Learning Linear Cyclic Causal Models
Inferring causal relationships from data is of fundamental importance in many areas of science. One cannot claim to have fully grasped a complex system unless one has a detailed understanding of how the different components of the system affect each other, and one cannot predict how the system will respond to some targeted intervention without such an understanding. It is well known that a statistical dependence between two measured quantities leaves the causal relation underdetermined—in addition to a causal effect from one variable to another (in either or both directions), the dependence might be due to a common cause (a confounder) of the two. In light of this underdetermination, randomized experiments have become the gold standard of causal discovery. In a randomized experiment, the values of some variable xi are assigned at random by the experimenter and, consequently, in such an experiment any correlation between xi and another measured variable xj can uniquely be attributed to a causal effect of xi on xj , since any incoming causal effect on xi (from xj , a common cause, or otherwise) would be ‘broken’ by the randomization. Since their introduction by Fisher (1935), randomized experiments now constitute an important cornerstone of experimental design. Since the 1980s causal graphical models based on directed graphs have been developed to systematically represent causal systems The causal relationships in such a model are defined in terms of stochastic functional relationships (or alternatively conditional probability distributions) that specify how the value of each variable is influenced by the values of its direct causes in the graph. In such a model, randomizing a variable xi is tantamount to removing all arrows pointing into that variable, and replacing the functional relationship (or conditional probability distribution) with the distribution specified in the experiment. The resulting truncated model captures the fact that the value of the variable in question is no longer influenced by its normal causes but instead is determined explicitly by the experimenter.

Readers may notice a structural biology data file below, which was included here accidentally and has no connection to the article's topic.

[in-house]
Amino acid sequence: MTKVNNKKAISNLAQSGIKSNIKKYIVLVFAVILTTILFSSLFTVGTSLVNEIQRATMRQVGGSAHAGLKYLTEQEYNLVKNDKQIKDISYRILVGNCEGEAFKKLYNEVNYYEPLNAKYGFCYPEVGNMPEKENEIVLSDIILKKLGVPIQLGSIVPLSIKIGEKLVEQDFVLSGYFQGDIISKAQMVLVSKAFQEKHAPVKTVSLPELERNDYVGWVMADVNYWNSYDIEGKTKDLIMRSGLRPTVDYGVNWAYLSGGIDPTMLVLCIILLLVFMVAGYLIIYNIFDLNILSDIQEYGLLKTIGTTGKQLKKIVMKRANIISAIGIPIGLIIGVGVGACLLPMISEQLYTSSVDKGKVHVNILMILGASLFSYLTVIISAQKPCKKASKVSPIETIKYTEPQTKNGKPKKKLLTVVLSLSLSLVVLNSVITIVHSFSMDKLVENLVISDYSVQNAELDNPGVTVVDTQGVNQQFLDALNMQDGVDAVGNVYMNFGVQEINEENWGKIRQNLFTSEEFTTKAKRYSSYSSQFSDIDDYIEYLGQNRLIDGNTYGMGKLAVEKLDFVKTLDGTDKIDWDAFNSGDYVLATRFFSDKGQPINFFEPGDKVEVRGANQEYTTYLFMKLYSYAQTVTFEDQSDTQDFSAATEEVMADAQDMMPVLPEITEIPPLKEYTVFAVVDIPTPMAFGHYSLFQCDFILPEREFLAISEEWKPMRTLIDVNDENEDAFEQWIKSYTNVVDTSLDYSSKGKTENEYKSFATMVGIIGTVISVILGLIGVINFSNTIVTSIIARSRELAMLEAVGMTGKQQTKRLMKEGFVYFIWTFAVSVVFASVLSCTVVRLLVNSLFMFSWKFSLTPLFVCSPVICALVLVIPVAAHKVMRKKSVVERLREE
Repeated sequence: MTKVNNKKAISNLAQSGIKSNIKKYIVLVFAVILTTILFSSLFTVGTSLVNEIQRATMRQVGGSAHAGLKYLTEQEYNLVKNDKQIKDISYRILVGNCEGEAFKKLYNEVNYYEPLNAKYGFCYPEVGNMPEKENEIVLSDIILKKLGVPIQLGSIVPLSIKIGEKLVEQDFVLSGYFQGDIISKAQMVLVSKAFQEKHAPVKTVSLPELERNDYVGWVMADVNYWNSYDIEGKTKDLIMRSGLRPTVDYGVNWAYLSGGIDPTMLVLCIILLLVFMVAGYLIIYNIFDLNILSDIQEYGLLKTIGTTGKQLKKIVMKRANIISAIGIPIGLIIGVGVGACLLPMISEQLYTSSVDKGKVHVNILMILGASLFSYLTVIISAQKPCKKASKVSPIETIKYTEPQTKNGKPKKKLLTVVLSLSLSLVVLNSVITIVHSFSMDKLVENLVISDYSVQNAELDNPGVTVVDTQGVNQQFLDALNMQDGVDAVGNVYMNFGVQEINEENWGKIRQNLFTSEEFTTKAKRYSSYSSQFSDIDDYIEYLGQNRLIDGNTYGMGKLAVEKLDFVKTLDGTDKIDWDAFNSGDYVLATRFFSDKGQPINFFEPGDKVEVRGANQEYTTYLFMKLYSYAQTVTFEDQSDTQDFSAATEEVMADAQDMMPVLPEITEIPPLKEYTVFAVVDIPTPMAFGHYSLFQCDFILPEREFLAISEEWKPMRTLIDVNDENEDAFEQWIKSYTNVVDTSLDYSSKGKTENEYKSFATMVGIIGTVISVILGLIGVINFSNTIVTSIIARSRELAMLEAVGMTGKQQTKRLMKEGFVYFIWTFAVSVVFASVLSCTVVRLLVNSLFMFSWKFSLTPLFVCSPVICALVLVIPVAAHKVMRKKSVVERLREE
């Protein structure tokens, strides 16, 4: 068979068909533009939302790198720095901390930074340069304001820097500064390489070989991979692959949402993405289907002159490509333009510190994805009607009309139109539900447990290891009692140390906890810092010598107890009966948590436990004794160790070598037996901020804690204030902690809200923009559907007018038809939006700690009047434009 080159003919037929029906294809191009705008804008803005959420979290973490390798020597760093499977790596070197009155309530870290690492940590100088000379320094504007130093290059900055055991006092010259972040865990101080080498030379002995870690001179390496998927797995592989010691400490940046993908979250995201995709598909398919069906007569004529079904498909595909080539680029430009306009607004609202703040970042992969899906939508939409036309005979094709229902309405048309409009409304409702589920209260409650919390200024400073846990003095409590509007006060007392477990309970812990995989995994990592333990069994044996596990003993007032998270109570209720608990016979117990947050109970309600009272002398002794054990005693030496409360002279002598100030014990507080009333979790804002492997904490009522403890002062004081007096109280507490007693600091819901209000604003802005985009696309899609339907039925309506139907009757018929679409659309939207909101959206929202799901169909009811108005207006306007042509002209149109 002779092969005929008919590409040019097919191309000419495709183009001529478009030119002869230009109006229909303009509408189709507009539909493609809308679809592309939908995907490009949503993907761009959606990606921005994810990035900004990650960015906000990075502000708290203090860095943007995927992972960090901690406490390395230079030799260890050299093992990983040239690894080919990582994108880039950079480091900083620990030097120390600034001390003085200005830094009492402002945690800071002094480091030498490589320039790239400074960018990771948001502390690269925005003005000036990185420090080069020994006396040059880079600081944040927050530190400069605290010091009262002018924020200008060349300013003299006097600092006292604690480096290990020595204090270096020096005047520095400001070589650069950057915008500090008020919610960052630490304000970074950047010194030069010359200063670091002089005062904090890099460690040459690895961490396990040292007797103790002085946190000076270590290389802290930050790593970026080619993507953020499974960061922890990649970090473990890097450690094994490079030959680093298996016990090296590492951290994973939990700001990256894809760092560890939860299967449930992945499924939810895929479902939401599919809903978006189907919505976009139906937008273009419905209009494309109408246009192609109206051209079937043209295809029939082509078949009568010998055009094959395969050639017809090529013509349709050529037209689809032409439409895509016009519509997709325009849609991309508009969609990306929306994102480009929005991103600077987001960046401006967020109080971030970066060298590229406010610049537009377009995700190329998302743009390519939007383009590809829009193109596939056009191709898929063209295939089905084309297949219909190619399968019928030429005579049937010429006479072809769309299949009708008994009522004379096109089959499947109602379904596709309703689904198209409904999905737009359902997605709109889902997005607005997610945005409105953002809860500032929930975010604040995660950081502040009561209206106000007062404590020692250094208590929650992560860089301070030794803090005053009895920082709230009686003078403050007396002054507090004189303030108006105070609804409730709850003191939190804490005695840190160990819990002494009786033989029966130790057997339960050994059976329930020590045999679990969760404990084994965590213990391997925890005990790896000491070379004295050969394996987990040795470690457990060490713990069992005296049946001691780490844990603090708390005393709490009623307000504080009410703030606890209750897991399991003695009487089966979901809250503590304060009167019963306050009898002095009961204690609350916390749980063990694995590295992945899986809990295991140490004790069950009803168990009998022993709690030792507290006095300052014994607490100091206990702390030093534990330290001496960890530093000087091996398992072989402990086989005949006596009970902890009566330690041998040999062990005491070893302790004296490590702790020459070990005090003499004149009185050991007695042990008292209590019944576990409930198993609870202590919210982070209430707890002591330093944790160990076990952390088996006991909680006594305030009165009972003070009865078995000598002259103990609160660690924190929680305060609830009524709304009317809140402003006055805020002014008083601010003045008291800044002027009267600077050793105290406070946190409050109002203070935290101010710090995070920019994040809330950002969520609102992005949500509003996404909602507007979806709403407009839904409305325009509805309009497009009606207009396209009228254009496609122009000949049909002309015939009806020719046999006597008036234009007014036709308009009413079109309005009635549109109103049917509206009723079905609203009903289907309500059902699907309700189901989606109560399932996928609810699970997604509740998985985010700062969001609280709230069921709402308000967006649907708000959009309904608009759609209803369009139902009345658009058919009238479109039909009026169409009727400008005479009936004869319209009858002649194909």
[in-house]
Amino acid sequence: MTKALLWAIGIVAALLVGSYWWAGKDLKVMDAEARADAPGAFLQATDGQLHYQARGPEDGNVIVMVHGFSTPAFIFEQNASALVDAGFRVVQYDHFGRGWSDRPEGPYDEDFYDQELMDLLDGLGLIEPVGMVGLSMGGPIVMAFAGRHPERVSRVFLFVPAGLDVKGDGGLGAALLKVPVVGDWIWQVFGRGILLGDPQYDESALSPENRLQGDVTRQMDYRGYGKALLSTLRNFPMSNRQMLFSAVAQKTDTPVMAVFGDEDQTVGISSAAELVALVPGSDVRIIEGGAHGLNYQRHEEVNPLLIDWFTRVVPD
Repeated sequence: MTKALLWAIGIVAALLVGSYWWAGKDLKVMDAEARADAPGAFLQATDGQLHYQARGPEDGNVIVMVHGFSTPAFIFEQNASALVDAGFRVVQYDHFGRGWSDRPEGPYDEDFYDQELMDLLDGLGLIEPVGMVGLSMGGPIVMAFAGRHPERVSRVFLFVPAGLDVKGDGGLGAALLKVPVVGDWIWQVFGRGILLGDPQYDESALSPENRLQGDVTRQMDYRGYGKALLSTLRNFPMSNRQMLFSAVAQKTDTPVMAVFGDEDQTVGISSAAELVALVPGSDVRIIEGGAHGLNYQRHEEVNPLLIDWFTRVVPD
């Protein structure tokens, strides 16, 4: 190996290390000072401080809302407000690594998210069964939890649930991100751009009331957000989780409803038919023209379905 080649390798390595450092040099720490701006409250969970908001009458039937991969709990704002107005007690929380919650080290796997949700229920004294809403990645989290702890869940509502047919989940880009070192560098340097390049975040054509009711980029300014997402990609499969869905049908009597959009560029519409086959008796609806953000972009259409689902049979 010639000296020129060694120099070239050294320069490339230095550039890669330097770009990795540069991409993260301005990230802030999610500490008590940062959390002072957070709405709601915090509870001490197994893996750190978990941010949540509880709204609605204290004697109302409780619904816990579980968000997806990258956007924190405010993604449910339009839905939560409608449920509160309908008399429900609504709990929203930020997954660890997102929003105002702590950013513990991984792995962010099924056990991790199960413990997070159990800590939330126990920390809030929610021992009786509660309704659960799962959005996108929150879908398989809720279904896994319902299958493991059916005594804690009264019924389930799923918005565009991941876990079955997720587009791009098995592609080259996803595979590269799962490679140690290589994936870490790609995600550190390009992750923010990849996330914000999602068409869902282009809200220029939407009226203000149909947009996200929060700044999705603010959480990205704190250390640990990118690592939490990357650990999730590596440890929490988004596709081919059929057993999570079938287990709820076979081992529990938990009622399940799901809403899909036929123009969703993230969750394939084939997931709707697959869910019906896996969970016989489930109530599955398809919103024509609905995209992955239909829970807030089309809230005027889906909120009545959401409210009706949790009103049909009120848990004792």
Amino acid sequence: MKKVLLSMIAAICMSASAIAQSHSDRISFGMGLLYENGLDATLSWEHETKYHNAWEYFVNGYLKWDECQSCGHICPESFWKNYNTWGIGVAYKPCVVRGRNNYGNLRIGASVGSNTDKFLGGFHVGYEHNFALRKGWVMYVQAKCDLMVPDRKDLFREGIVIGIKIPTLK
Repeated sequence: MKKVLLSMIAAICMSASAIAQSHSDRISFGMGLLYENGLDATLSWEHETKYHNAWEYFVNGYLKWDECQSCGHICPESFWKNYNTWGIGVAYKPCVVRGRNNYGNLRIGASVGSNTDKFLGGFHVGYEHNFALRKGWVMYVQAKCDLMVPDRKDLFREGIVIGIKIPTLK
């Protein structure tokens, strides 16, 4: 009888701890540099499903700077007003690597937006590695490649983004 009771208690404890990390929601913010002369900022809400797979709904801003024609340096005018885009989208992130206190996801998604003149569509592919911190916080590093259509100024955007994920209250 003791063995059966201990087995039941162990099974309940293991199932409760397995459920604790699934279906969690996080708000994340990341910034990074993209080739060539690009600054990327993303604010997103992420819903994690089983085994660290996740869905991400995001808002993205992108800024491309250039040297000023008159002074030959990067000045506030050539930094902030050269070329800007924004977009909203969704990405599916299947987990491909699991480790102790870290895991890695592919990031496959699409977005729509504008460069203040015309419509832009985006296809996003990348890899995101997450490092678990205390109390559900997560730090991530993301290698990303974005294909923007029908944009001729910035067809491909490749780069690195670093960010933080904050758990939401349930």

Together, the graph structure and the parameters defining the stochastic functional relationships thus determine the joint probability distribution over the full variable set under any experimental conditions. In many cases, researchers may not be willing to make some of the assumptions mentioned above, or they may want to guarantee that the full structure of the model is inferred (as opposed to only inferring an equivalence class of possible models, a common result of many discovery methods). A natural step is thus to use the power of randomized experiments. The question then becomes: Under what assumptions on the model and for what sets of experiments can one guarantee consistent learning of the underlying causal structure. The acyclicity assumption, common to most discovery algorithms, permits a straightforward interpretation of the causal model and is appropriate in some circumstances. But in many cases the assumption is clearly ill-suited. A similar situation occurs in many biological systems, where the interactions occur on a much faster time-scale than the measurements. In these cases a cyclic model provides the natural representation, and one needs to make use of causal discovery procedures that do not rely on acyclicity.
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